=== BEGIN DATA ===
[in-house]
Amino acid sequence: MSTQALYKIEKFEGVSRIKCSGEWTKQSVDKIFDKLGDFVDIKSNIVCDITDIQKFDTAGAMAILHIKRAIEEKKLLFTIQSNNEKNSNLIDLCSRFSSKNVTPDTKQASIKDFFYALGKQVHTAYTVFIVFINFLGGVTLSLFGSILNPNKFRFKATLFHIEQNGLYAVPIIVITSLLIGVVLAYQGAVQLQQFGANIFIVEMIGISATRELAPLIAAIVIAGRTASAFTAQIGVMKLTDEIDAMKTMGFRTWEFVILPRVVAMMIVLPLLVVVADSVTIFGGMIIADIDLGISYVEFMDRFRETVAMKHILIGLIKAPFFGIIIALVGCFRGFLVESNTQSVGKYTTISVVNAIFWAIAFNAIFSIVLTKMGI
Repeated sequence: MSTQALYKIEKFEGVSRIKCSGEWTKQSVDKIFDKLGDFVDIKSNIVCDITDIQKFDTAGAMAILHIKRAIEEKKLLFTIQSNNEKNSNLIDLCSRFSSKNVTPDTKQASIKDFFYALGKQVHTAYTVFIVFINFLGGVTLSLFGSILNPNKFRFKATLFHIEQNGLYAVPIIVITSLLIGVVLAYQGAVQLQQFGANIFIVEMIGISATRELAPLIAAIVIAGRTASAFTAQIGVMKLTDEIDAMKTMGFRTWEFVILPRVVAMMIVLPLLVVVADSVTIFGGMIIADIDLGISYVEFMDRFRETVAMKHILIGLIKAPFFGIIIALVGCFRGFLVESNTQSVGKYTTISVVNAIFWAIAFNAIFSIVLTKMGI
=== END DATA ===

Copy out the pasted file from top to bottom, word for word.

[in-house]
Amino acid sequence: MSTQALYKIEKFEGVSRIKCSGEWTKQSVDKIFDKLGDFVDIKSNIVCDITDIQKFDTAGAMAILHIKRAIEEKKLLFTIQSNNEKNSNLIDLCSRFSSKNVTPDTKQASIKDFFYALGKQVHTAYTVFIVFINFLGGVTLSLFGSILNPNKFRFKATLFHIEQNGLYAVPIIVITSLLIGVVLAYQGAVQLQQFGANIFIVEMIGISATRELAPLIAAIVIAGRTASAFTAQIGVMKLTDEIDAMKTMGFRTWEFVILPRVVAMMIVLPLLVVVADSVTIFGGMIIADIDLGISYVEFMDRFRETVAMKHILIGLIKAPFFGIIIALVGCFRGFLVESNTQSVGKYTTISVVNAIFWAIAFNAIFSIVLTKMGI
Repeated sequence: MSTQALYKIEKFEGVSRIKCSGEWTKQSVDKIFDKLGDFVDIKSNIVCDITDIQKFDTAGAMAILHIKRAIEEKKLLFTIQSNNEKNSNLIDLCSRFSSKNVTPDTKQASIKDFFYALGKQVHTAYTVFIVFINFLGGVTLSLFGSILNPNKFRFKATLFHIEQNGLYAVPIIVITSLLIGVVLAYQGAVQLQQFGANIFIVEMIGISATRELAPLIAAIVIAGRTASAFTAQIGVMKLTDEIDAMKTMGFRTWEFVILPRVVAMMIVLPLLVVVADSVTIFGGMIIADIDLGISYVEFMDRFRETVAMKHILIGLIKAPFFGIIIALVGCFRGFLVESNTQSVGKYTTISVVNAIFWAIAFNAIFSIVLTKMGI